Master Cleanse Diet

Does the Master Cleanse Diet Work?

So the diet is supposed to help you lose weight and rid your body of toxins, but does it work? Well, it is a liquid diet that focuses on about 650 to 1,300 calories per day. So if you normally eat about 2,150 calories each day, it's probably a safe bet that you will lose some weight. If you do the math, this 1,500-calorie deficit will result in losing three pounds of fat (in addition to any water weight loss) each week.
 
If you look at the research on diets that focus on eating fewer calories, consuming healthy foods, and exercising, you can usually expect around a two-pound weight loss each week. So if you look at the master cleanse diet from this comparison, the difference in pounds lost isn't really that drastically different.
 
While you may lose some weight with the master cleanse diet, you will also likely be losing muscle and water. Because of this, it is probable that you will gain the weight right back. Also, there isn't much scientific evidence that proves "detoxifying" will lead to long-term weight loss. In fact, there isn't much scientific evidence to prove that your body even needs to be "detoxified," as your body is designed to do this process pretty efficiently on its own.
 
While it may be nice to drop a few pounds quickly, if you are looking for a lasting change, you may be better off eating a healthy diet of lean proteins, low-fat dairy, whole grains, fruits, and vegetables in combination with a regular exercise program.
 

Pros and Cons

As with any diet program, there are pros and cons. Whether you decide to try this diet or not, the decision is a personal one. However, it is good to know what you're getting yourself into if you decide to try the master cleanse.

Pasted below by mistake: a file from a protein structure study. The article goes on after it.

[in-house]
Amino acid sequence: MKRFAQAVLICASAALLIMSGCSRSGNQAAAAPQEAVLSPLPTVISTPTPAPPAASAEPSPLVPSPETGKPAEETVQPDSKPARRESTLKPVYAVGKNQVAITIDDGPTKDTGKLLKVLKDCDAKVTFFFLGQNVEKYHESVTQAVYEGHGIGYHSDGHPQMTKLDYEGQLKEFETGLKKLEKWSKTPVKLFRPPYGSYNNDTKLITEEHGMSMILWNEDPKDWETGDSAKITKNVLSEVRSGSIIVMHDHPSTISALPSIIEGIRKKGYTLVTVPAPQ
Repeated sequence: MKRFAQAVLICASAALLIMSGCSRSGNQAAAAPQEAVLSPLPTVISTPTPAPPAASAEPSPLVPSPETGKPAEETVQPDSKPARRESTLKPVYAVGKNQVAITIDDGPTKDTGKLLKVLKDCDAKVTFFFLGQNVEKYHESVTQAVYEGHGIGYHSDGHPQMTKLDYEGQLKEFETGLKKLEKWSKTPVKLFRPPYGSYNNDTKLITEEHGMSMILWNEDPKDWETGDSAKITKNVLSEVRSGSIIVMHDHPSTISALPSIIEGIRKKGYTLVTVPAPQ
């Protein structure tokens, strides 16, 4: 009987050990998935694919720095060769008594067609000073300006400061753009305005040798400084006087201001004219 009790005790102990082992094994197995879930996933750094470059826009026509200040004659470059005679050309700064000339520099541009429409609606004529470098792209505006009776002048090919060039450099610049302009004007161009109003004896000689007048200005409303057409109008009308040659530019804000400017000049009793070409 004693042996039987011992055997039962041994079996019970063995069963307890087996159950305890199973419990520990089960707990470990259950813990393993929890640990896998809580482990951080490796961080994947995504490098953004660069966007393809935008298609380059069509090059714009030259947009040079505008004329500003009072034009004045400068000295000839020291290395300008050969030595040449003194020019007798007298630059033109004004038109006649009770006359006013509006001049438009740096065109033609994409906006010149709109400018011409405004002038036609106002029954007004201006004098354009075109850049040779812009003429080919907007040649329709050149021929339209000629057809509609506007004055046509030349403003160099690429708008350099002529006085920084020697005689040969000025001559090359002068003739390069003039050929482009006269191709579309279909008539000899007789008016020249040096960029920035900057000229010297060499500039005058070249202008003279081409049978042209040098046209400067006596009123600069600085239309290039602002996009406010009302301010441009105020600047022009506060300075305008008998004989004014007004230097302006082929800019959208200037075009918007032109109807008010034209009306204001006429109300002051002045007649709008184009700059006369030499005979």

First, let's take a look at some of the pros. This diet consists of very few ingredients, which means it is easy to prep and doesn't cost a lot of money. There are also free discussion and support groups available, as well as an optional online coaching program that costs $9.95 per month.
 
Giving your body a break from some of the "junk" food and unhealthy products you may be used to eating can help give your liver, kidneys, and colon a little break. Also, not drinking alcohol, coffee, or other harmful substances will help you feel better. In addition, eliminating some of the foods that may have artificial additives, chemicals, or preservatives can lighten the toxin burden on your body.
 
But do these pros outweigh the cons? Let's take a look at some of the cons, as the decision to do this diet rests in your hands alone.
 
When considering the master cleanse, it's important to understand that this liquid diet is, in a sense, basically voluntary starvation, which means that by depleting your body of protein, you will affect your lean muscle mass. When your body thinks it's starving, it will start to break down muscles to help supply energy your body needs. Your body is unaware that you may just be doing this diet for a few days. Therefore, your body will kick into survival mode, which means doing what it needs to keep you alive and maintain body function.
 
Other potential problems include how it might affect the thyroid gland. Depriving yourself of food may cause your thyroid to slow down to help save energy your body needs. Your metabolism will also slow down. When you have finished this diet and begin to eat normally again, the pounds may come back quickly because your metabolism is set too low to burn a normal amount of calories.
 
Something else to take into consideration is how the laxatives may affect you. Aside from the fact that you will basically be living in the bathroom for a good chunk of this diet plan, using laxatives every day can irritate and damage the nerve endings in the colon. 
 
Also, because you are on such a strict diet with the master cleanse, you are likely to be hungry. You may also experience "detox symptoms," such as dizziness, headaches, and cravings.
 
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